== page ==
2/11/10

'58 Ford Fairlane - Ruthlessly Tested on Europe's Widest Roads

This Ford Fairlane ad wants us to believe that the car was tested on the roughest roads of Europe. It's advertising, so of course it's dishonest at best. Still, I don't think there's they tried very hard to find tricky testing grounds.
"Our drivers often bypassed modern highways in order to test Ford's ride on the roughest roads...roads little changed since the days of ancient Rome." I guess Europe MAY be famous for having rough roads, but more than anything, they're famous for being narrow and twisty: roads that I promise you this barge would never be able to navigate. "We took the '58 Fairlane to Europe, where we chose the widest roads we could find, in order to test the car's width. We found it's enormousness to be unmatched!"

The copy in the ad seems to cherish the boatlike qualities of the Fairlane. "U.S.A.! Sailing along a newly built highway, the '58 Ford handles like a dream." Plus the car features something they call "Even-Keel suspension". The idea of a '58 Ford making it through a Roman-era European city is laughable.

Lots of European cities have been around since before there were cars. The streets were designed for foot traffic, and humans and animals have a turning radius of zero. This is one reason that small cars have always been popular in Europe. The other is that gas proces have always floated around their natural high price in Europe, but in America, they've been kept artificially low with the help of government subsidies. As of January 25, 2010, a gallon of premium in Europe cost the equivalent of $6.83, whereas in the U.S. it cost $2.95. So, Europe has been dealing with expensive "naturally priced" gas for a long long time.

So anyway, there's Europe with super narrow streets meant for humans and maybe horses or something. A 1958 Fiat 500, for example, had a wheelbase of 72.4 inches. The Fairlane had a wheelbase of 118 inches. That's pretty close to double the length.

To be fair, the ad sings about the ride quality of the Fairlane (read: tall squishy suspension) and not the agility. But it imples that European roads are somehow the worst in the world, making them an ideal place to test the quality of a car.The difference between an American car and a European car is usually size and handling, not the floatiness of the ride. In truth, almost anything you do to make a car handle better will make the ride stiffer. This is beginning to change, with the advent of electronically controlled suspensions and magnetic hydraulic mediums, which can change their viscosity when a charge is applied. However, these technologies are mostly found on higher end models at this point.



To see the fundamental difference in the way Americans and Europeans think about cars, consider the kinds of popular motorsport in each country. In Europe, they like Formula One, in which super high tech cars race at speeds of 220 miles per hour through road courses and ancient cities. Americans like Nascar, where you can watch Hillbillies drive in a perfectly smooth circle at 188 mph. In europe, they also like to race four cylinder sedans up an unpaved mountain course for half a day, but Americans like to race 1100 horsepower cars in a perfectly straight line for six seconds at a time.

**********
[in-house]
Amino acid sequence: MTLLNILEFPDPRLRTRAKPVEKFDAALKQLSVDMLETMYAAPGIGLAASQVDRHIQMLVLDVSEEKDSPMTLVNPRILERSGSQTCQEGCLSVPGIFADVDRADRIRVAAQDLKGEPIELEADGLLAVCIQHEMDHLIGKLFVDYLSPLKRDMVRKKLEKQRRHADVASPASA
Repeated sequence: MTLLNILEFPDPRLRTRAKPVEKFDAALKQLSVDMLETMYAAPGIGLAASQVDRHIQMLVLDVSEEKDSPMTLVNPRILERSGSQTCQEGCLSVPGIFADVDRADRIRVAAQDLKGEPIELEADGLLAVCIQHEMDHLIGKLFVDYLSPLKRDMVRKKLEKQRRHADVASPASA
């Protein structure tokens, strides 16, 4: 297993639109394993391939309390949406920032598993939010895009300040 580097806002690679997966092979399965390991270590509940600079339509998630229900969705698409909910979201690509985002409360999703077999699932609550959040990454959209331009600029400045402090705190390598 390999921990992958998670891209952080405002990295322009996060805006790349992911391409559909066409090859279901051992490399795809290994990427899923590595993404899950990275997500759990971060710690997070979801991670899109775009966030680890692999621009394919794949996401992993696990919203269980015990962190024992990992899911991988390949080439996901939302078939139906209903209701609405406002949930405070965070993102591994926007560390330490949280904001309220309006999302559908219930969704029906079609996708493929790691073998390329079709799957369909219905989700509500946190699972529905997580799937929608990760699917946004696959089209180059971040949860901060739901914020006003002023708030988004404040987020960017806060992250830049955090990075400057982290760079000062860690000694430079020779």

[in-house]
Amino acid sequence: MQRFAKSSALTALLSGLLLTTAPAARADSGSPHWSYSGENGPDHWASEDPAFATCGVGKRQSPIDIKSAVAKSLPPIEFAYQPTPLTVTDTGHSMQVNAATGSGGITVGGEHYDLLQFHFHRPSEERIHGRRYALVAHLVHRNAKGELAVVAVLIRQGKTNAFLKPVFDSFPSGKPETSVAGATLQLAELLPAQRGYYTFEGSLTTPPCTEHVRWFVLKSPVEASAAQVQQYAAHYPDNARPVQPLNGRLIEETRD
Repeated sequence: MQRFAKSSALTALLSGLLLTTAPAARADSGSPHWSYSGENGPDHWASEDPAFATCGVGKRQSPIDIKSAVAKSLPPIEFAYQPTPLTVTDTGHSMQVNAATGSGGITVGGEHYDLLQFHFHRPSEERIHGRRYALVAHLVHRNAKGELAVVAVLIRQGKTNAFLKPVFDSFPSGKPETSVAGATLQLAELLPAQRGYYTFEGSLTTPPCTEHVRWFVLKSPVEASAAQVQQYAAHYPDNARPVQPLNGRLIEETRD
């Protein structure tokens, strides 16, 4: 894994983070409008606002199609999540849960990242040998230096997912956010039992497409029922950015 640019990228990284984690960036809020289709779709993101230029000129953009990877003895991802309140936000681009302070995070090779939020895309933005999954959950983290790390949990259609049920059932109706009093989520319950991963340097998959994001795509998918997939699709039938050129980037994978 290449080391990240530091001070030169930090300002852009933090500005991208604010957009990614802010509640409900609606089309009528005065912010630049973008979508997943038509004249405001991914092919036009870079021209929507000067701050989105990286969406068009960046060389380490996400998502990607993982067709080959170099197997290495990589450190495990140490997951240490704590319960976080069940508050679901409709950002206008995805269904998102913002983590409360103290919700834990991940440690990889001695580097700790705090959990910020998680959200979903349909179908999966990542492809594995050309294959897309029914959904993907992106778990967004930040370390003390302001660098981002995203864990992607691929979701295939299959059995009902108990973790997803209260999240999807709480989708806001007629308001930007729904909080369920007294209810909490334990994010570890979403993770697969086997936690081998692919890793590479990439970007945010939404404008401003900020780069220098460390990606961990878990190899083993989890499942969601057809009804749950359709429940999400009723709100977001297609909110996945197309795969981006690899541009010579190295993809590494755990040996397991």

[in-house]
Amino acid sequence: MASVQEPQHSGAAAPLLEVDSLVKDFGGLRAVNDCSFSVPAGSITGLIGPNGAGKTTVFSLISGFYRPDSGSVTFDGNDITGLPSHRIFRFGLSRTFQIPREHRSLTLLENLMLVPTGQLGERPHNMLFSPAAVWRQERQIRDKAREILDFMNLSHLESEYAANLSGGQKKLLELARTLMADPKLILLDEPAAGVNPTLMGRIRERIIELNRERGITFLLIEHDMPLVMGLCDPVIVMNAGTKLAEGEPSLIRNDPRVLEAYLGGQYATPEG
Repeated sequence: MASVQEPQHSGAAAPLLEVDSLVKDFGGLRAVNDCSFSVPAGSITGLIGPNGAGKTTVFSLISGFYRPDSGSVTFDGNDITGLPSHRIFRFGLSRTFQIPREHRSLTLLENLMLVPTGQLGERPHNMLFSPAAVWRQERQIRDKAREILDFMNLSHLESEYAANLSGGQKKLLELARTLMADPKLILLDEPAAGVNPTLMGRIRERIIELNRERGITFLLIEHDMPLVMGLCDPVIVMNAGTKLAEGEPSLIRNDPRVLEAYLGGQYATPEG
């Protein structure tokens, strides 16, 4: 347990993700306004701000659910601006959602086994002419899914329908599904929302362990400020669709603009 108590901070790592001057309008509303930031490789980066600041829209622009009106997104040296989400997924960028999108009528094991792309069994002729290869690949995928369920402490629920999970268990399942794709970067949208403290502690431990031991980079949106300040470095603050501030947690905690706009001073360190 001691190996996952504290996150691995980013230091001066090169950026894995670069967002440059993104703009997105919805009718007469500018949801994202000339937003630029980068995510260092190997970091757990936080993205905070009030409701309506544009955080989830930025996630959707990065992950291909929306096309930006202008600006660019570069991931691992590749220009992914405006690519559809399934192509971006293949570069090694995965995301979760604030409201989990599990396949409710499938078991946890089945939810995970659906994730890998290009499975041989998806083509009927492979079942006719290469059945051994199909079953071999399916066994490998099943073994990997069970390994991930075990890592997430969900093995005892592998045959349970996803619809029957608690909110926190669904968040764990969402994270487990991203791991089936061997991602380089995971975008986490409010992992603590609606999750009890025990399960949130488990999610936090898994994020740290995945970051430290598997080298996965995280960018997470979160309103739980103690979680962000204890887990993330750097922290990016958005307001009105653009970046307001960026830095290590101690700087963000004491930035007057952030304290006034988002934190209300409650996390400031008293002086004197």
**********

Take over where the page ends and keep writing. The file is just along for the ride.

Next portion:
Granted, the American way of racing means you can keep an eye on the "action" without moving too far from your beer cooler. U.S.A.!

4 comments:

craig f. said...

Ever see the promo film for the '60 Corvair?

It does everything!

Need to run through the mud? No problem!

Need to drive 11 miles in a stream? Done!!

Need to survive multiple crashes with a '59 Impala? Child's play!!

I can't paste it in here, but go to youtube and search Corvair. It's the first one that comes up. Hilarious.

Phil Are Go! said...

Hah! Excellent "toward the future of industry and the future" music in that film. The water in the stream was about five inches deep. "It can wade through the deepest, most carefully groomed streams for twenty miles without a problem!"

Kim said...

incredible how you manage to combine bashing american advertising / economic protectionism policy and European city layout at the same time, using NOTHING but cliches.

Well, be told that Parts of Europe have evolved from horse carriages to cars. we even started paving some of our recently ...
(Exept that there is not A Europe)

With regards to cars, just think of the cool ones, like Ferrari, Maserati, BMW, Mercedes Benz, Rols Royce / Bentley, ...

BTW: I ride a 58 fairlane in Germany

PhilAreGo@gmail.com said...

The things we write here are sometimes, rooted in cliche, or pop culture, or stereotypes. They are not always heartfelt testimonies of absolute sincerity. These are called "jokes" and, around here, they take priority over almost everything else. If the occasional exaggeration or "intentional fiction" offends and enrages you, I suggest you go read something else.

Even in Germany, I think they know what jokes are.

[-Mgmt.]

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